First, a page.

4 thoughts on “The Original Batman: The Animated Series Was Produced by Warner Animation for Another Network

  1. Makes sense, it’s a good reminder. I wonder if it’s a sure thing that the new Batman show will land somewhere or if there’s a risk it won’t sell? I know many shows in the past were produced for syndication without an express network/content partner in mind, not sure if that model is still feasible now.

    I assume Cartoon Network may also not work for the same internal accounting reasons that might’ve contributed to HBO Max cancelling the show?

  2. I agree that this sort of thing would never happen this way normally, as they’d have a sale worked out with a network/streamer before even beginning production. However, I think that these projects are all commercial enough that they’ll make sense for one of the streamers, especially as places like Netflix lose out on the superhero content due to Disney+ and HBO Max (and I think that Cartoon Network isn’t out of the running overall. I believe Cartoon Network already picked up one of the shows that HBO outright removed from HBO Max, so I think that they could be in the running for the Gumball special).

  3. The thing of it was that BATMAN: CAPED CRUSADER was implied to actually be darker and a little more “grown up,” on par with YOUNG JUSTICE (at least as of their third and fourth seasons) entirely because of the allowances to content that HBO Max or any streaming service offers animation. Cartoon Network has almost entirely abandoned adult, mature animated products in favor of zany comedies ever since “ADVENTURE TIME” got popular and that has never changed. Look at how THUNDERCATS: ROAR had to be shaped to fit that mold to even get scheduled on Cartoon Network (and how the fandom reacted). TITANS GO! has lasted on CN entirely because it is in that mold. Remember, the last Batman cartoon to air on Cartoon Network was 2013’s BEWARE THE BATMAN, which CN lost interest in almost immediately and only burnt off the one and only season because they’d already been paid for. There is no way BATMAN: CAPED CRUSADER fits CN’s current model and if they do air it, they will lose interest faster than most of us lose interest in a pair of socks. It will guarantee the show airs maybe 2-3 episodes before being burnt off at odd hours (i.e. 3 a.m. ADULT SWIM hours), then canceled. The entire reason why DC started moving all their shows off CN aside for TITANS GO! or various SUPER HERO GIRLS style stuff is entirely because of this.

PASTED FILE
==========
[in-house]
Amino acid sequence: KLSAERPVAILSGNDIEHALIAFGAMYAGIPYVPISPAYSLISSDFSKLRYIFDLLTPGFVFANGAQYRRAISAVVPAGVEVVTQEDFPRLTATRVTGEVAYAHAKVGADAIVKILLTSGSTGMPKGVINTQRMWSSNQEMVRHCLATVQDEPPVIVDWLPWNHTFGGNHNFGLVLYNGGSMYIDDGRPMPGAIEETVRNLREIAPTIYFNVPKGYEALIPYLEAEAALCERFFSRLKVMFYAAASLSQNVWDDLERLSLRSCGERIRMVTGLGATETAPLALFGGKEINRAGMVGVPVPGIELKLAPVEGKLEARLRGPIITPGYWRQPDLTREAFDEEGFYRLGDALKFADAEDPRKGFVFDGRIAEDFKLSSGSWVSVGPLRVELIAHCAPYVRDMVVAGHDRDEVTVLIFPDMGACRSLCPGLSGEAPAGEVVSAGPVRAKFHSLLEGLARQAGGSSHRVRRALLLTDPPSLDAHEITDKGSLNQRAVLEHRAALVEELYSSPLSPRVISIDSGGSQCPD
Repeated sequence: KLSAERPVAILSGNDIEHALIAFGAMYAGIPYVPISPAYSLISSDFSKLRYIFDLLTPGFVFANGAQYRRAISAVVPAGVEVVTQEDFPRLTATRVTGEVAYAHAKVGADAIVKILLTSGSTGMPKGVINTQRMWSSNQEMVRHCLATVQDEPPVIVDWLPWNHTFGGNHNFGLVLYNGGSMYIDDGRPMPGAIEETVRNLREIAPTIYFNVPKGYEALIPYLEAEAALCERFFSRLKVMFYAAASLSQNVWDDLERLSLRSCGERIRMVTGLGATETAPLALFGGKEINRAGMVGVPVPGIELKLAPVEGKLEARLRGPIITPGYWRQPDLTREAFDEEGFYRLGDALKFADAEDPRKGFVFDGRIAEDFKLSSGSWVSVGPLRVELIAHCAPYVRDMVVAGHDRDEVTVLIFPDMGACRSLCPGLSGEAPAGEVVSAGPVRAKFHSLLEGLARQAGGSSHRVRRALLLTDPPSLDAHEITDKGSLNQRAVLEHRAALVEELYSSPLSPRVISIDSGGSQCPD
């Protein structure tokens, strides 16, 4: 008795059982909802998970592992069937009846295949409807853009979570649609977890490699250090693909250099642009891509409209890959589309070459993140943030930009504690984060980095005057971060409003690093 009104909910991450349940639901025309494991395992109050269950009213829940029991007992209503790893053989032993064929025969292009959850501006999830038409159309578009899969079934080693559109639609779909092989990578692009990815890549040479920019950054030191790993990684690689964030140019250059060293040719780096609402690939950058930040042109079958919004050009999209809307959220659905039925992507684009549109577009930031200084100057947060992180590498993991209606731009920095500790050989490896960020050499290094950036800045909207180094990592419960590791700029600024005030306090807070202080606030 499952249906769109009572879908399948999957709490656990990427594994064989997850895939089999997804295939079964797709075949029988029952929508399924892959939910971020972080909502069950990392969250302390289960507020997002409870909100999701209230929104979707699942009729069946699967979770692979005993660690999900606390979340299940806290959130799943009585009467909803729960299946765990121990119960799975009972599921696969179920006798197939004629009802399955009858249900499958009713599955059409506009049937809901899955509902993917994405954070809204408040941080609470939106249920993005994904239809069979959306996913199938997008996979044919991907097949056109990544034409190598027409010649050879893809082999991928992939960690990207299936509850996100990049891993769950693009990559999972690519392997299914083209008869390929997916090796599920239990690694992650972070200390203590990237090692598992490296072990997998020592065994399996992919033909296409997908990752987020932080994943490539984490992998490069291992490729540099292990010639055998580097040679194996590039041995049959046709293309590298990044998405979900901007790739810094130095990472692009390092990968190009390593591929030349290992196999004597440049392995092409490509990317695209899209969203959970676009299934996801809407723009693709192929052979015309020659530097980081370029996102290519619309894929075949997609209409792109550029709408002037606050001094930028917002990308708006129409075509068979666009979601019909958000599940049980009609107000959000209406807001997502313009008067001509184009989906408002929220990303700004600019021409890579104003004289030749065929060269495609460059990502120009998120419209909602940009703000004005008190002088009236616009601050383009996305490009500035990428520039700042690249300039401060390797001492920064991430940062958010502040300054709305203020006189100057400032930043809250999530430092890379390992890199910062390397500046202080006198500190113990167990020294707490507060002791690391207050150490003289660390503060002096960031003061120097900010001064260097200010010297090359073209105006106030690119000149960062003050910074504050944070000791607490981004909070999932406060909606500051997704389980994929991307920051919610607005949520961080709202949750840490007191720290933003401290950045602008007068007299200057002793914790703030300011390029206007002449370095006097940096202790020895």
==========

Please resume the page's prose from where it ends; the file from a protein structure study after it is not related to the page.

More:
Once upon a time, HBO aired the SPAWN cartoon for 3 seasons and 18 episodes. So it wasn’t as if “grown up” cartoons about comic book characters were a rarity for the network. Heck, the last season aired on HBO the same time THE SOPRANOS did.

    The reality is that WB is desperate to cancel a slew of content to take advantage of one time tax breaks because their financial situation is a bit desperate in combination to absorbing tons of debt from mergers and/or some of their summer tentpole films underperforming. I’d argue the only difference between what WB is doing and when a mom-and-pop business burns themselves down for the insurance money is semantics and technical legalities. While I am not saying WB’s reasons for ending many of these shows post-production are lies, I am suggesting that it is “spin,” which I am sure Brian would agree, is often a self interested “retelling” of the truth.

  4. That was a hell of a time for animation on Fox. I remember coming home from school to watch Animaniacs and Batman.

    I understand what Alex is saying, but I think it might be good for WB to go back to licensing their characters for shows. To be honest, WB has never been good at creating cartoons for themselves. Animaniacs took a dip in quality for its last season on Kids WB, and the less said about Pink and the Brain and Elmira the better. Also, none of the Batman cartoons on WB were as good as Batman: The Animated Series.

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